Henri Matisse. The Blue Window. Issy-les-Moulineaux, summer 1913 543

Oil on canvas, 51 1/2 x 35 5/8" (130.8 x 90.5 cm). Abby Aldrich Rockefeller Fund. © 2022 Succession H. Matisse / Artists Rights Society (ARS), New York

Glenn Lowry: In The Blue Window, Matisse offers us a clue as to what the painting is about and how he made it. At the lower right of the picture, he painted a gray square framed in red. That's a Claude mirror—a slightly convex, tinted mirror artists sometimes used to view a landscape. It darkened the color of a scene and simplified the forms.

Matisse reworked this canvas several times, Conservator Michael Duffy:

Michael Duffy: Looking at X-rays and also infrared examination shows us some of the changes in the composition. You can see these, in particular, in the upper right, in the foliage of the trees, where there were additional branches and leaf shapes that he painted out.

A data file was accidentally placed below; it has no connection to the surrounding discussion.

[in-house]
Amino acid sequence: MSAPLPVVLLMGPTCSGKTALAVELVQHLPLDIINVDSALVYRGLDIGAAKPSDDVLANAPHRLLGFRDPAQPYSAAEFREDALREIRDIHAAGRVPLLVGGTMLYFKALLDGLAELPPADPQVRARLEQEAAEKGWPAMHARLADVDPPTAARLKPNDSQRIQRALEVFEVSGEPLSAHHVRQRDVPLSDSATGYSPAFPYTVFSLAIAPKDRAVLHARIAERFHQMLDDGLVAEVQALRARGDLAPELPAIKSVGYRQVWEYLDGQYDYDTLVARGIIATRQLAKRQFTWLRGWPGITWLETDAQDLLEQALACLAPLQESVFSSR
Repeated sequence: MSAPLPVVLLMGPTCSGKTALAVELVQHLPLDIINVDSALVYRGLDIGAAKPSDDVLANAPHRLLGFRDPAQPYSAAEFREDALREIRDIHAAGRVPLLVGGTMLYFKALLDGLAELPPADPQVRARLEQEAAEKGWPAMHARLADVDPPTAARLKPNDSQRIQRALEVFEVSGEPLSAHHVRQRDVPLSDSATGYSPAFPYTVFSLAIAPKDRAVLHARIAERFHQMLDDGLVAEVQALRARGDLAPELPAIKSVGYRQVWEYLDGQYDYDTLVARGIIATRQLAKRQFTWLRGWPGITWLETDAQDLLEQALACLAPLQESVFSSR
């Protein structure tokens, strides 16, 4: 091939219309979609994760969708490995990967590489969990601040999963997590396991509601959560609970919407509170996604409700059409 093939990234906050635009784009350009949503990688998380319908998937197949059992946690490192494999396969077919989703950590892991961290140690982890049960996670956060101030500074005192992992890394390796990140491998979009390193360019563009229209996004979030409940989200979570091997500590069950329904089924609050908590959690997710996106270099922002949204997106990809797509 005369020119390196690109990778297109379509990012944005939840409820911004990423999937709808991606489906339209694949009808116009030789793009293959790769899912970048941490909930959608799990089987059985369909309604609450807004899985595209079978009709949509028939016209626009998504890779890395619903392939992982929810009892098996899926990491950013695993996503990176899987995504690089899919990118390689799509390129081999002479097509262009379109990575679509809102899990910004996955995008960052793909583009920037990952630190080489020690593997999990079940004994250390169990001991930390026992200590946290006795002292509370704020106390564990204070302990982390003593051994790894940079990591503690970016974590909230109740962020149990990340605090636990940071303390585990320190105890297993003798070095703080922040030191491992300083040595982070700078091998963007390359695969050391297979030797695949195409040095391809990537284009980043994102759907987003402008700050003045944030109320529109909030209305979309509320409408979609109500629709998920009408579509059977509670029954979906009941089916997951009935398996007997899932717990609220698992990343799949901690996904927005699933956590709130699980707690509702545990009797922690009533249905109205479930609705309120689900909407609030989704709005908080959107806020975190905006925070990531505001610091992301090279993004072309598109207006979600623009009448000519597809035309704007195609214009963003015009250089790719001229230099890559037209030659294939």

Other elements were shifted around, you can see in particular some interesting paint techniques in the cloud form, in the upper center. What happened was he scraped down various layers of paint, revealing pink and blue underneath, and also some green, resulting in this kind of opalescent color. Also you can see around some of the shapes some incised lines, where he took the end of a brush, or a sharp instrument and actually carved into the paint. This is also a very typical technique from this time period.

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